Dir: Michael Bay
Cast: Shia LaBeouf, Megan Fox, Josh Duhamel, Tyrese Gibson, Anthony Anderson, Jon Voight, John Turturro
Anyone going to Transformers expecting to see a non-stop orgy of robot on robot action will be disappointed to discover that this film is not so much a tussle between two mechanical mercenaries but rather a battle between two films, one great, one not so.
In the blue corner we have a slice of throwback 80's entertainment, a suburban blockbuster in the mould of 'Explorers' or 'The Goonies'. A piece of pure fun that isn't afraid to mix its spectacle with surprisingly genuine humour. This film stars Shia LeBeouf as a young boy eager to get his first car in order to win the attention of the girl of his dreams. He ends up with a robot in disguise as a battered yellow Camero and soon discovers a further ragtag bunch of shape-shifting auto-bots who inform him that the fate of the world is in his hands. The scenes with LeBeouf's Sam Witwicky trying to maintain his cool around Mikaela (Megan Fox) or trying desperately to keep the auto-bots hidden from his neurotic parents are highlights, some of the most joyful moments of any big studio picture in years.
In the red corner is the military action, the characters are either completely forgettable (Josh Duhamel's Captain Lennox for one), expositional in the extreme (Jon Voight's Secretary of Defence) or just plain embarrassing (John Turturro's Agent Simmons). Despite the incredible special effects these relentless barrages of firepower never thrill as one would hope, the action sequences lack any purpose, feeling more like a boss fight halfway through a video game. As this aspect of the film barrels inevitably towards collision with LeBeouf's section one hopes that the magical and inventive film will survive when faced with the military might.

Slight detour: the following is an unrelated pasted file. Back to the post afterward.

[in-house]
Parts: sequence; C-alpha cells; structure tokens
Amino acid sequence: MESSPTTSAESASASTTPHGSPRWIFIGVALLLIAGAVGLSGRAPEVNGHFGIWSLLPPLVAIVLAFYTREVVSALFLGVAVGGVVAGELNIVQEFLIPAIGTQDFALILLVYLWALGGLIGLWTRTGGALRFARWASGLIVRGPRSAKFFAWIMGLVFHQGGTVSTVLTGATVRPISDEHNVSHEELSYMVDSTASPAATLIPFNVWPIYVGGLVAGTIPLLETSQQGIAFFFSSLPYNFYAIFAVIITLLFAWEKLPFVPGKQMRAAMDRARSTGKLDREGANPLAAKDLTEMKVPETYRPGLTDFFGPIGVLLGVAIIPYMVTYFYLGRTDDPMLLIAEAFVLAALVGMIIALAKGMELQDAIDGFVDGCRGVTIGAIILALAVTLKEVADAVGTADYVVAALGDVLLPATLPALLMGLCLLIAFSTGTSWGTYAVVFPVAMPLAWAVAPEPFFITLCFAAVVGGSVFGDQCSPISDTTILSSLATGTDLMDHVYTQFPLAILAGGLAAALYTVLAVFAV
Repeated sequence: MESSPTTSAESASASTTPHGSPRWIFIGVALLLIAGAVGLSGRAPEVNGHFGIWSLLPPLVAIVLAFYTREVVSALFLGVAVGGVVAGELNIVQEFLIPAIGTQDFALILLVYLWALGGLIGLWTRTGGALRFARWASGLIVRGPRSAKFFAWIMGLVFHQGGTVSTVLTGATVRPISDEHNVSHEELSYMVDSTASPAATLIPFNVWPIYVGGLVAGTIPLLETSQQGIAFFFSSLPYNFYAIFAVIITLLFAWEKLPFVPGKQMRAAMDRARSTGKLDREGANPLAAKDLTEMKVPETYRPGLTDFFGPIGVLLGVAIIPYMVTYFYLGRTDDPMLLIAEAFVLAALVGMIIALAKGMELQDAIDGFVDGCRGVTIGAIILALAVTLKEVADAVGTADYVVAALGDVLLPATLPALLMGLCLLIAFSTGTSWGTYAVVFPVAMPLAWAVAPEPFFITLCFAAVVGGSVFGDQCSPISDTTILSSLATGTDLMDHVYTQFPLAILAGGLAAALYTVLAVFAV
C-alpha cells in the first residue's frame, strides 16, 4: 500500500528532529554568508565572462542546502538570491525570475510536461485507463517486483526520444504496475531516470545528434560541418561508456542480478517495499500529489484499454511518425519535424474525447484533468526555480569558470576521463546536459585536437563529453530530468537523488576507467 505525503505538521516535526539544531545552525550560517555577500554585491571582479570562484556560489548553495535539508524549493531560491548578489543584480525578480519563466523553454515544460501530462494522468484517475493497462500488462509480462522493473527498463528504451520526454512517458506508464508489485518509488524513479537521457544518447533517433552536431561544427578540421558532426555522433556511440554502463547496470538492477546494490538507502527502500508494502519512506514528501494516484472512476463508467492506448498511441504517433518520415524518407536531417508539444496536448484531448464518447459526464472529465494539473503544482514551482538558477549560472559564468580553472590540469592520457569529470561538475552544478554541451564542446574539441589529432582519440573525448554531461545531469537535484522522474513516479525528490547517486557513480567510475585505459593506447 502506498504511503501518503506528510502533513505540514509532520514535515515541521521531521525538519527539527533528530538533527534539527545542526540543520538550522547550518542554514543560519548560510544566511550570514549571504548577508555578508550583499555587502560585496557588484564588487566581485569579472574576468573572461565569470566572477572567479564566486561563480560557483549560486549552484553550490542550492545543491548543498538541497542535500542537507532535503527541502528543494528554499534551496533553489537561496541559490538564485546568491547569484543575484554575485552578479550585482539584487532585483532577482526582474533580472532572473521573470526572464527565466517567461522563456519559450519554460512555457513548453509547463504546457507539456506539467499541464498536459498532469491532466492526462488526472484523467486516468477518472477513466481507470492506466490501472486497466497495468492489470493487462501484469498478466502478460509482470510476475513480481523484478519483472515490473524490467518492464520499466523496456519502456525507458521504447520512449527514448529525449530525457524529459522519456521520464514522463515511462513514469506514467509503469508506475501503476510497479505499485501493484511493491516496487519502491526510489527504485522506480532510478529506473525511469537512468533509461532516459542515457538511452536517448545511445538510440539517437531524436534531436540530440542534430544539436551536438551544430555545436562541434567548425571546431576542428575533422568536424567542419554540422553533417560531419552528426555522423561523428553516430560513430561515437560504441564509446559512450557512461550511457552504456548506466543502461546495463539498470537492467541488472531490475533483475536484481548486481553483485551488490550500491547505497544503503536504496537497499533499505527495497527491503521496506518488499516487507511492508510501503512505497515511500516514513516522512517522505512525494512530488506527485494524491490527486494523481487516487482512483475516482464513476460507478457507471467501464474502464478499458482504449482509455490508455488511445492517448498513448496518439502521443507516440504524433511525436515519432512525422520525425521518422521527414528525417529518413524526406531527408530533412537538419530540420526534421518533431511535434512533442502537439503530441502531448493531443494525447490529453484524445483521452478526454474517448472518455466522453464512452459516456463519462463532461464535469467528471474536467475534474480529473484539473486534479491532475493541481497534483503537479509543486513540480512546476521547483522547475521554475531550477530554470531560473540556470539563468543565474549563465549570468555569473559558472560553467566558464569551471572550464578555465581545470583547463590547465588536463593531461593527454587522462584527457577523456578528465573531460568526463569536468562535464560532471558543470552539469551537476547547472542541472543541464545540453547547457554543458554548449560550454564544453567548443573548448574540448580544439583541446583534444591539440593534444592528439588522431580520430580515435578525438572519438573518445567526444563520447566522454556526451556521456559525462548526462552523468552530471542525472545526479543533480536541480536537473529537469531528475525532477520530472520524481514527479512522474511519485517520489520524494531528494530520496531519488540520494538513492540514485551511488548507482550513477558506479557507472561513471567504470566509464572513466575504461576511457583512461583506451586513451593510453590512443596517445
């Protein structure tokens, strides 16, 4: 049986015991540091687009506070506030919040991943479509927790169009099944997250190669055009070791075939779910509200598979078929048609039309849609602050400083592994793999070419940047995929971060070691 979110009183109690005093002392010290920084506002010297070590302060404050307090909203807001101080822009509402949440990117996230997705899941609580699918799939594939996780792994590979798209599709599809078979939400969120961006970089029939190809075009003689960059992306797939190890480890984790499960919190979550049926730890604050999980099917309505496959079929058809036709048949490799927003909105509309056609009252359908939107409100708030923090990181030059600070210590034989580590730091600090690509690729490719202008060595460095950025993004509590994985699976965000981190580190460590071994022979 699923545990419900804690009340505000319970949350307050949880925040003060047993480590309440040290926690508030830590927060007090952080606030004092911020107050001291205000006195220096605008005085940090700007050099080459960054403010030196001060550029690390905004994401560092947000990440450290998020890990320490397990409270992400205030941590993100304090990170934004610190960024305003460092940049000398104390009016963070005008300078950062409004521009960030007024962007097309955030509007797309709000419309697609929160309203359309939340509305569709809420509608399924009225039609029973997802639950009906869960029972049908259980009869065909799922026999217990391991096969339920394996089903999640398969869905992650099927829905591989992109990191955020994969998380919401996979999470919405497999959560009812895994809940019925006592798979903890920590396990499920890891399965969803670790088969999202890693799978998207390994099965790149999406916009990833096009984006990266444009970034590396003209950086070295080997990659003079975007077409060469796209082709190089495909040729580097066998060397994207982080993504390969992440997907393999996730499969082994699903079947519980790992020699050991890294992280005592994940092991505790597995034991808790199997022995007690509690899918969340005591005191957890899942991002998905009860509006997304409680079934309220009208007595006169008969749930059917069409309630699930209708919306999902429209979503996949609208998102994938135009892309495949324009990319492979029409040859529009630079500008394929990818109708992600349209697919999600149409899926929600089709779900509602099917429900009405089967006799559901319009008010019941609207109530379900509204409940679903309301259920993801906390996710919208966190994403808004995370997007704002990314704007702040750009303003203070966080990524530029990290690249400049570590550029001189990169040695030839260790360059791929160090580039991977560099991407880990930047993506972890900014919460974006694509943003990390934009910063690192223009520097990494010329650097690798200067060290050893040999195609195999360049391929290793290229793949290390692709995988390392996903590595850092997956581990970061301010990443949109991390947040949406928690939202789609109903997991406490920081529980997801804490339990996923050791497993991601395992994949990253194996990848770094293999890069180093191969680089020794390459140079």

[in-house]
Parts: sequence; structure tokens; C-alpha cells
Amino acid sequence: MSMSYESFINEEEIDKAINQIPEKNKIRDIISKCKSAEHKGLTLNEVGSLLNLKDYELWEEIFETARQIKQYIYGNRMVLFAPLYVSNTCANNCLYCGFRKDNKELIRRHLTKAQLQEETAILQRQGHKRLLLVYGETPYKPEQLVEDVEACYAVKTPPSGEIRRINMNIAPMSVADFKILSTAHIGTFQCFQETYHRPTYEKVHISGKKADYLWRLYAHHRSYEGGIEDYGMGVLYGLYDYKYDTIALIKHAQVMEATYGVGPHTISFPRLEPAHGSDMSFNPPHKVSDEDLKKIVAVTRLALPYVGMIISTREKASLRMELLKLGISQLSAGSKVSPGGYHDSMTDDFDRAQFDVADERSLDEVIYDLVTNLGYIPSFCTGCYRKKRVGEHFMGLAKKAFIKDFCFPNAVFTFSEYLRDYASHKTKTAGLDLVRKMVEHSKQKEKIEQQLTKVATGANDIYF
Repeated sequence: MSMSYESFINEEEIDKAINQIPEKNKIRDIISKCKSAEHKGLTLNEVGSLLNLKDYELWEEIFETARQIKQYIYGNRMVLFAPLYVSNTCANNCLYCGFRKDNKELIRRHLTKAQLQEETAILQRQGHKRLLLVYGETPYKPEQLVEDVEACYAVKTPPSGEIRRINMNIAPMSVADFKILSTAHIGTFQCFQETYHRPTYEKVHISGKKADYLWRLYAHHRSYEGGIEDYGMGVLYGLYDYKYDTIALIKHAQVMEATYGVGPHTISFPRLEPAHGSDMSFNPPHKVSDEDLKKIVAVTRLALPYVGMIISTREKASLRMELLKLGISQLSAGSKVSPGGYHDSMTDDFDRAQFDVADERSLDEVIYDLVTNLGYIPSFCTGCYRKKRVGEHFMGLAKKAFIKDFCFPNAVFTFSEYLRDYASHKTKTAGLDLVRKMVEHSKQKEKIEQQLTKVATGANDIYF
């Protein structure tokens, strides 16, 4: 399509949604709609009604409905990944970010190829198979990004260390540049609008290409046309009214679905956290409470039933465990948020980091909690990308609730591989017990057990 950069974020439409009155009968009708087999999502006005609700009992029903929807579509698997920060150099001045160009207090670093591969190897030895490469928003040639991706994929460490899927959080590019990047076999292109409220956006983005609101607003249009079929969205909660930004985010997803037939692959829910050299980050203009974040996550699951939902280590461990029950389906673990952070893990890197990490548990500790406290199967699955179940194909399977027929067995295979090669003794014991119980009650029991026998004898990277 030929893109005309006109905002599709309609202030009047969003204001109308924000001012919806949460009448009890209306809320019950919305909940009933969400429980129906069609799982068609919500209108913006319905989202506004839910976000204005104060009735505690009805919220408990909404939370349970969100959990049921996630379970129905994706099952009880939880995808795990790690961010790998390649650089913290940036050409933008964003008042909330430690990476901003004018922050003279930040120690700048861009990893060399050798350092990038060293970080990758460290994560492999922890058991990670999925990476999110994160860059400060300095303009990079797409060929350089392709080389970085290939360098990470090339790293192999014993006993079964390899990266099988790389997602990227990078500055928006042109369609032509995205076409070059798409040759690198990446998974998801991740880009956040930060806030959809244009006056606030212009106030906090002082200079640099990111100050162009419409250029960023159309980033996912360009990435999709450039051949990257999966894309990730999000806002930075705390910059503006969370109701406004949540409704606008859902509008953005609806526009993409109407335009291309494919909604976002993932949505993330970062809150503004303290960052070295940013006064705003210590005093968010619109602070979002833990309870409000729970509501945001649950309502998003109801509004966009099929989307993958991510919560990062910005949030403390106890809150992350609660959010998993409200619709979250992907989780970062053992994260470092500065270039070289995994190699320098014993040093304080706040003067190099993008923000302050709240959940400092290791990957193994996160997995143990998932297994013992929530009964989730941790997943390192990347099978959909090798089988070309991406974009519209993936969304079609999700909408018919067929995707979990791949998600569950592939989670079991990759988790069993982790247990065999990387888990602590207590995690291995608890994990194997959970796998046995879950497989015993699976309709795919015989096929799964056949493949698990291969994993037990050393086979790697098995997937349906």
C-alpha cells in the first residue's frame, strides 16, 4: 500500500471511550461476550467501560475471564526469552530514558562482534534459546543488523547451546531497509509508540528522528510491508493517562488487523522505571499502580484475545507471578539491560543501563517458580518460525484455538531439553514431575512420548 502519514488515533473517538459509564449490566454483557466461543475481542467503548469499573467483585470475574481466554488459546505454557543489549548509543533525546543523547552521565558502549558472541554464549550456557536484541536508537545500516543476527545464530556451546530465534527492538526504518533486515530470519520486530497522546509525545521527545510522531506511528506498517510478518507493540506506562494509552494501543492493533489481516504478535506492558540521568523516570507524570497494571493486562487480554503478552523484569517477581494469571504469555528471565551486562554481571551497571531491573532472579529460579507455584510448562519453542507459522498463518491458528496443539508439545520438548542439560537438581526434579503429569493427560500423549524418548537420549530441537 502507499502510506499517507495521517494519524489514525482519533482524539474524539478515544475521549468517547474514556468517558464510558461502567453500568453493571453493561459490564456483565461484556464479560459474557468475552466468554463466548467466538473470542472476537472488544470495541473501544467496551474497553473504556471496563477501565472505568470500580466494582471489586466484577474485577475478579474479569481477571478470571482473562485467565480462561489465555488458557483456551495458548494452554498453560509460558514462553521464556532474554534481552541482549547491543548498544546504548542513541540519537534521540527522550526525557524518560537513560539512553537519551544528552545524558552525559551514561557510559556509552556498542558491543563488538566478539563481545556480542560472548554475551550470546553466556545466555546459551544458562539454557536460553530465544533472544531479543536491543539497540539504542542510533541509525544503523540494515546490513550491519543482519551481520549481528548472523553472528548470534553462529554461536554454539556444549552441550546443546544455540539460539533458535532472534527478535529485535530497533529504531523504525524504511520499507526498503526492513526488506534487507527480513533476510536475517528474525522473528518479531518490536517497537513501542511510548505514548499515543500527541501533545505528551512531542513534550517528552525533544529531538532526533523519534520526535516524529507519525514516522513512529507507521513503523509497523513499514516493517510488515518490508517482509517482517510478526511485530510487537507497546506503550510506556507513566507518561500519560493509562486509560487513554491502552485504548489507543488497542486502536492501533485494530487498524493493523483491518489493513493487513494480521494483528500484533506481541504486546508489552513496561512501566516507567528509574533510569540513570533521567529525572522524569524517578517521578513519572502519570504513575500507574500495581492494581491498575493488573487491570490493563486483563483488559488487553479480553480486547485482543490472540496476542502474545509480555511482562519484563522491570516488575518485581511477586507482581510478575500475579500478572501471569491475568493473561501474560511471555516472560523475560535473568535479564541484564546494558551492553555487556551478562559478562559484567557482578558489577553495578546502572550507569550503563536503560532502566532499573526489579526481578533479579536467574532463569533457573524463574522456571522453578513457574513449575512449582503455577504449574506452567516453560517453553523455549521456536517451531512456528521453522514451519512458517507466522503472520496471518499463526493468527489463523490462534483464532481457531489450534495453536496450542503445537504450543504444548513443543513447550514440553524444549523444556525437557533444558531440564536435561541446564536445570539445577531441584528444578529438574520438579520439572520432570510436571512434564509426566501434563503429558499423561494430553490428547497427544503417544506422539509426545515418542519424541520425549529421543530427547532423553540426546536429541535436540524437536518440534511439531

Unfortunately it doesn't. We are quickly overwhelmed by pointless sub-plots involving hackers that have no resolution or bearing on what occurs. We are taken back and forth by the narrative, most tiresomely in a sequence where our characters our apprehended, but soon escape only to be apprehended by the same group five minutes later.
Even the robo-carnage fails to impress, yes, the special effects are jaw-droppingly integrated with the live-action plates, they will fully deserve all the awards they shall undoubtedly earn I.L.M., but most of the time the fights are filmed in dizzying close-up or with blurry and roller-coaster-like camera sweeps that render the onscreen events impossible. Michael Bay's editorial focus is too schizophrenic and the robot design so similar that everything becomes a grey haze, or, in the instance of certain major confrontations, way too short lived.
It would be foolish to expect character and narrative from a Transformers movie, but they surprised us with Sam, or perhaps, Shia LeBeouf surprised us with Sam and his early interplay with the robots shows evidence of an incredible Hollywood presence to come.
Alas he is let down by his director who lets the ball drop when it comes to the spectacle, though manages to show impressive chops as a comedic director (perhaps aided by the guidance of executive producer Steven Spielberg?).
The film belongs to I.L.M. though, their work is ground-breaking and will undoubtedly look mightily impressive on their show-reel, alas the robots themselves are under-used as characters and the real meat of their story - the action - is the film's major weak link, which for a popcorn fuelled blockbuster is a huge shame.